.

Stepping Out: Mick Jagger Goes Solo

Page 2 of 5

Were you happy with the last record, Undercover?
Yeah, I liked it. It didn't sell perhaps as much as I would have liked, though it sold over 2 million copies — I shouldn't really complain. There was plenty of stuff on it that was mine: "Undercover," "She Was Hot." Keith contributed to all that stuff. Some was completely his. But it wasn't like I was frustrated with it because it wasn't my material.

There will be speculation, I guess, that your solo record means the Stones are winding down.
I don't think so. I mean, we're going into the studio in January, and we're planning a tour for next year. Ronnie said so on MTV! [Laughs] Who am I to say there isn't going to be?

Just to press the point, say five or ten years down the road. . .
Well, forget it! [Laughs] I don't want to think about it!

I mean, there can't really be a Rolling Stones when you're all fifty.
No, I don't think so either. So, maybe subconsciously, I'm thinking, "Hey, I better do it now." I don't want to wait until I'm that old to do it; it seems silly.

It must have been fun to work with new musicians for a change.
Yeah. I started off with Sly [Dunbar] and Robbie [Shakespeare] and all the people I knew, really. We had Jeff Beck, and we had Jan Hammer at the beginning, and then I had Chuck Leavell and Eddie Martinez — he's a guitar player. So that was sort of the beginning, and then later on we had Michael Shrieve on one track. And on the ballad ["Hard Woman"] we had Tony Thompson — he was with Chic. Herbie Hancock did some overdubs. And Pete Townshend played acoustic guitar.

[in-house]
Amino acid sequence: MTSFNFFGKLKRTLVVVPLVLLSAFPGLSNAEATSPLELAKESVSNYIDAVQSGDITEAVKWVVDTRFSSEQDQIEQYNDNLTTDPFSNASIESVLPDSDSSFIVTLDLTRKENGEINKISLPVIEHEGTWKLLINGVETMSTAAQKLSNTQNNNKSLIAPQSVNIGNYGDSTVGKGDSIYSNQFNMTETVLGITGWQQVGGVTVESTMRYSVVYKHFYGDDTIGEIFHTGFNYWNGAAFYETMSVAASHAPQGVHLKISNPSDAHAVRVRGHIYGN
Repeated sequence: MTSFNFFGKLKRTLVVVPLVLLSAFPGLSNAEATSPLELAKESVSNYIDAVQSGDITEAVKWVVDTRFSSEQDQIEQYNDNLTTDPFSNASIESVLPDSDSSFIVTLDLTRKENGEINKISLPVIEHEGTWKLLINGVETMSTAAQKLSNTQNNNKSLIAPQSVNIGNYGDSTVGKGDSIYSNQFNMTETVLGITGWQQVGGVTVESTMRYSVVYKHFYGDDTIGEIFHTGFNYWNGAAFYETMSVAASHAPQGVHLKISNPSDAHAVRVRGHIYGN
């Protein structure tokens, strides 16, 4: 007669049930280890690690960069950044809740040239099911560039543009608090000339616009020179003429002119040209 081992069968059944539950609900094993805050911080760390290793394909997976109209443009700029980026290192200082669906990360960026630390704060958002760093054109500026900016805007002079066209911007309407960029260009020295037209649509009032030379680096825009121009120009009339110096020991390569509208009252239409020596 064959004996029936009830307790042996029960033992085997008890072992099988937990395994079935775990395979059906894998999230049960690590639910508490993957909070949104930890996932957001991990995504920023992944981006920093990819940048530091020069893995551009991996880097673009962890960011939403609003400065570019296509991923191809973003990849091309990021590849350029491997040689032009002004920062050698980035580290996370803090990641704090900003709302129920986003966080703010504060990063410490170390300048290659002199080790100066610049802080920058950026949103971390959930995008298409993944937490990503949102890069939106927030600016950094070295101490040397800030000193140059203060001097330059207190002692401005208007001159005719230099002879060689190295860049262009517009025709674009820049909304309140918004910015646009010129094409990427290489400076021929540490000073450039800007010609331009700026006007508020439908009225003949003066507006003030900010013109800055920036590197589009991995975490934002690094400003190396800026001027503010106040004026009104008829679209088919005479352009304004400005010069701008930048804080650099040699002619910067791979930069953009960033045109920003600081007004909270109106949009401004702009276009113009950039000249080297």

Album Review: She's The Boss'

Nice to give the guy a little work now and then.
Yeah. [Laughs] Keep him away from his publishing business at Faber and Faber.

Did you write these songs the way you usually write material for the Stones? Don't you normally headbang with Keith a bit?
Usually, I hit them around with people, with Keith. Sometimes I write them all down and say, "Hey, this is it." Or sometimes I'll say, "Well, this really can use a bridge." This time I really tried to have them done. I got them much more ready than I would have with the Stones, because with the Stones — with any band — the great advantage is that they all kick the tunes around for you. You can't really expect guys that you've got in to do that. But even though I got the demos down, it didn't matter, because the guys that I worked with were very involved. They weren't going, [bored] "Oh, yeah, thanks." In that way, it wasn't really that different from working with the Stones.

How did you pull together the producers, Bill Laswell and Nile Rodgers?
Bill's a real kind of thinking guy — I like the stuff he did. Obviously, I didn't want to make a hip-hop record, and Bill wanted to make a rock & roll record. And so we sat around, talked about musicians, and the idea sort of fell into place. And then Nile was working with Jeff Beck on his album. So then when he finished that, I said, "Maybe it's good to do some tracks with Nile." And I'd written a few different songs. I said to Bill, "I'm going to play them to him," and it went from there.

Did you want it to sound different than the Rolling Stones?
Well, you got to remember that a lot of this stuff is kind of subconscious with musicians. I knew it was never going to sound like the Rolling Stones, and the great thing about it was the mystery: I was throwing elements together, and I didn't know what was going to happen — nor did the musicians. And they were having fun. All of them were really up for it.

For you as a vocalist, what's the difference between singing with a guy like Beck and singing with Keith and Ronnie?
Not a tremendous amount of difference really. I mean, Jeff's very much a lead player; he doesn't like to play parts over and over, which Keith and Ronnie would do. That's a great difference. But I had Eddie to play the parts. And then the similarity is that very few guitar players will play the same solo twice, so you better get it. You know, there's a certain point where you've got to catch that heat, that flash.

Obviously, I know Keith and Woody much better than I know Jeff, though I've known Jeff for years. But I'm not quite as attuned to him or the other musicians when they're really on, whether this guy will play forever like this and get better and better, or whether he's just going to do it once and go, "Well, that's it, guy. You didn't get it. Goodbye."